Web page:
The connection between the Passover story and LGBTQ liberation is easy. Too easy. A group of people suffer under oppressors for hundreds of years and, thanks to a charismatic leader and a little perseverance, they are delivered amid clap and thunder, free at last to live their own lives. And indeed the Passover story has served as a prototype for liberation narratives for ages, not just in an LGBTQ context. It’s a story of underdog triumph that we Americans love. Our culture has embraced this Biblical tale with an almost unprecedented tenacity, and Americans who haven’t the slightest clue what the “books of Moses” are can at least summarize the book of Exodus for you. And can anyone read the line, “Let my people go!” without hearing Paul Robeson’s rumbling baritone?
But we’ve got the story all wrong. I’ve been saying this for years, poo-pooing people’s feel-good glow of freedom during this season, but no one wants to listen to a curmudgeon during Pesach.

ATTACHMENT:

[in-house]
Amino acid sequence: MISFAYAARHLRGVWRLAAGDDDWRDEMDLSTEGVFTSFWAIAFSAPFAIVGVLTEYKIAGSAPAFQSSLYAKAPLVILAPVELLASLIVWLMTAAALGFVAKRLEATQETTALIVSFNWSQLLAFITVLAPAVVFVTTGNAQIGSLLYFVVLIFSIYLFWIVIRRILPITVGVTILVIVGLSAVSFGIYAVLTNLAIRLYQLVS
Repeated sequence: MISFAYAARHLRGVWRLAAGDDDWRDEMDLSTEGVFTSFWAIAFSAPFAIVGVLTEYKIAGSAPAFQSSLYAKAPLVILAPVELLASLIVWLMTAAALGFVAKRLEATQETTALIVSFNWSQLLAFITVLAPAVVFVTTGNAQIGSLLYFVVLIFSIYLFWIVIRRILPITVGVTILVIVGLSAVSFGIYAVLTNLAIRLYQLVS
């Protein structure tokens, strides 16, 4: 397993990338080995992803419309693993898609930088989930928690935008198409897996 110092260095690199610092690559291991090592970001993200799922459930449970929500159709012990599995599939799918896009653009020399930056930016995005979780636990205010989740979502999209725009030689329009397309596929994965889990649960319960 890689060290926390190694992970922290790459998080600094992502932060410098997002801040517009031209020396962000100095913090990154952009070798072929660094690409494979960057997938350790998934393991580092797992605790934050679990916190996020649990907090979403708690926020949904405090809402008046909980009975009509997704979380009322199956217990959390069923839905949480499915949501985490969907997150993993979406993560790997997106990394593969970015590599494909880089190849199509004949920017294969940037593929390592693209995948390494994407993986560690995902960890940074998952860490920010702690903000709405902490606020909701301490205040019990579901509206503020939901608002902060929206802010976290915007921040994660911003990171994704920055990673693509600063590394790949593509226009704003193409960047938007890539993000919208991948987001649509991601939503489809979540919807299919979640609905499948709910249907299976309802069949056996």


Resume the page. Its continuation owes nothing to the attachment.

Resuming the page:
I realize I’m being a buzz kill, but the Passover story is not about liberation at all. We conveniently truncate the line, “Let my people go.” That’s not even the end of the sentence. Every single time the line appears in Torah, it is followed with the words, “That they may serve me.” God was not interested in the Israelites’ unfettered freedom. The story is not about liberation. The story is about servitude. God freed the Israelites for the explicit and solitary purpose of allowing them to serve a different master.
As the liberation-loving people that we are, we have co-opted the famous phrase. Once I realized how prominent the second half of that line factored into the story, I got a funny feeling, like the first time I learned that our American ancestors on the Mayflower did not weather the Atlantic Ocean in search of separation of church and state. That’s another story we’ve stripped of its complexity, rendering it virtually unrecognizable from its historical truth.